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Book in review: Karaoke Capitalism

| Text: Gunhild Wallin

We live in the time of individualism. Grab the microphone and express your unique personality. Welcome to Club Karaoke Capitalism, where talent, originality and/or money creates freedom of choice like never before. At least for some.

Karaoke CapitalismThis development demands a new way of thinking from leaders and businesses. It is not sufficient to do as the others do.You have to create something unique, claims authors Kjell A Nordström and Jonas Ridderstråle, in their newly released book ”Karaoke capitalism - Management for mankind” (Bookhouse Publishing). 

Both authors are Swedish, with PhDs from the Stockholm School of Economics.They had their international breakthrough in 1999 with their last book, "Funky Business – Talent makes capital dance". 250.000 copies of the book were sold, and it was translated into 32 languages. Kjell A. Nordström and Jonas Ridderstråle are considered to be among the top European "business gurus", and they are sought after – and well paid – lecturers.

In their new book they take the reader on a journey.The reader is brought at break-neck speed into a time-warp of change, which lets no individual or business aiming for the top a second of rest.With sharp opinions and straight talking they shake up every reader who perhaps somewhat indolently seeks solutions in established truths and structures. Forget it! The challenge is to avoid imitation and dare to be innovative. 

Businesses which want to succeed will live in a war fought on two fronts. On the one side they will need to attract the best talents, and to make them want to stay.These are the winners of the future, according to Kjell A Nordström and Jonas Ridderstråle. They are the ones with the endless choices and the ones who can move to wherever they fancy in the world. They are the ones who are going to create the originality which separates the grain from the chaff.

"Benchmarking" is no longer enough. Everybody is going to invest in technology or move to cheaper countries.What's important is to get to the unique ideas, in other words to get to the individuals who have the capacity to think fresh and create new things.When they're not happy they just take their brains and competence elsewhere.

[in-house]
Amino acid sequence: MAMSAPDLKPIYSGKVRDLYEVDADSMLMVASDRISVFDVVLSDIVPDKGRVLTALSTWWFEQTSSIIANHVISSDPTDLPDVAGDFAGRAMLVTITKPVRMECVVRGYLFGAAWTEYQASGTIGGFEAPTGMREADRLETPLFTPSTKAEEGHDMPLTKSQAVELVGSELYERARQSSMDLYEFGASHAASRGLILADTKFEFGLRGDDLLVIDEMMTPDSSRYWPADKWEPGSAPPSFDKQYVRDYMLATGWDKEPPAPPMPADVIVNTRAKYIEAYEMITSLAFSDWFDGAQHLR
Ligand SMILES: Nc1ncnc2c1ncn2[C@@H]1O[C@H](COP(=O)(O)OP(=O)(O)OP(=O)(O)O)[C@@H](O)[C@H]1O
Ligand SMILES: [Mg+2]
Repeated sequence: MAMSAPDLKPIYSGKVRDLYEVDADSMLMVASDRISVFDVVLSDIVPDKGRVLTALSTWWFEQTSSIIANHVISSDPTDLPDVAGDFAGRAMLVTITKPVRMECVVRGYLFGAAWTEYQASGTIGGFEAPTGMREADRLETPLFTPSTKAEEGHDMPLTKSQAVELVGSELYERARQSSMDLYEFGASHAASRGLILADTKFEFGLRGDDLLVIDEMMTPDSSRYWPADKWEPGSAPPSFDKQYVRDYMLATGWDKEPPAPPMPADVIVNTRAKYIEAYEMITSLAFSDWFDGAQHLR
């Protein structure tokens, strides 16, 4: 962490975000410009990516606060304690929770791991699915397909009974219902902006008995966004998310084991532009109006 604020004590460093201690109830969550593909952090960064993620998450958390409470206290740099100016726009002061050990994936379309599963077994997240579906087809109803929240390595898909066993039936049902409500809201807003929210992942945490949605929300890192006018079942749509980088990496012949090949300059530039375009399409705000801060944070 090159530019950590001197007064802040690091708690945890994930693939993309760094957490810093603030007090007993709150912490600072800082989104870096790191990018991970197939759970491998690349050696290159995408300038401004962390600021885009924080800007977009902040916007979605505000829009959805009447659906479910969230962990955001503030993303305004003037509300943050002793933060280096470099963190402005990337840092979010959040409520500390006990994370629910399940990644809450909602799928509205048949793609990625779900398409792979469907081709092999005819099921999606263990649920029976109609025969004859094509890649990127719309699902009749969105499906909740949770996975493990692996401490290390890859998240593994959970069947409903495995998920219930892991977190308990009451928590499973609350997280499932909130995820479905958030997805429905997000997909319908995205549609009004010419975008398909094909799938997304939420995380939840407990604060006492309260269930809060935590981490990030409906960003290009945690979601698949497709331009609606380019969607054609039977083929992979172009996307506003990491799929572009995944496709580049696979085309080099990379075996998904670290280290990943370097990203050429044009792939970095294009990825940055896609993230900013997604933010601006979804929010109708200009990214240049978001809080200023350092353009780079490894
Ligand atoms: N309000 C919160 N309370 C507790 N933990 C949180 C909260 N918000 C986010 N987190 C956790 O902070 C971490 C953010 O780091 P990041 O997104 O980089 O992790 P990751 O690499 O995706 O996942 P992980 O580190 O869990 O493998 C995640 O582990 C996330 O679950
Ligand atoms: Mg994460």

"Leaders and politicians will be forced to learn how to deal with people who are free to learn, act, travel and stay", as the authors put it.The relationship between employers and these employees is changing. The power balance shifts to the desirable employees. 

At the same time businesses have to deal with a new type of knowledgeable consumer. Today's customer knows what he or she wants, and businesses must start listening to the customers. Competition is knife sharp and profit margins are small. A business must prosper in the intersection between the competent customer and the desirable employee. That requires new leadership and new organisational structures. Innovation will demand communication and yet more communication. Openness is the key word, along with networking. Everybody has access to information, and now it is how that information is used which creates the competitive edge. 

More and more we are buying dreams rather than products.We are drawn towards stories, both as consumers and as employees. So it is down to businesses to deliver an attractive story.They will create success through our emotions.They want to get to our inner selves. 

But far from everyone has access to the coveted club. Capitalism has its price, and if we want it to show pity rather than throw a curse, we need to show our individual responsibility.We get the capitalism we deserve, the authors write

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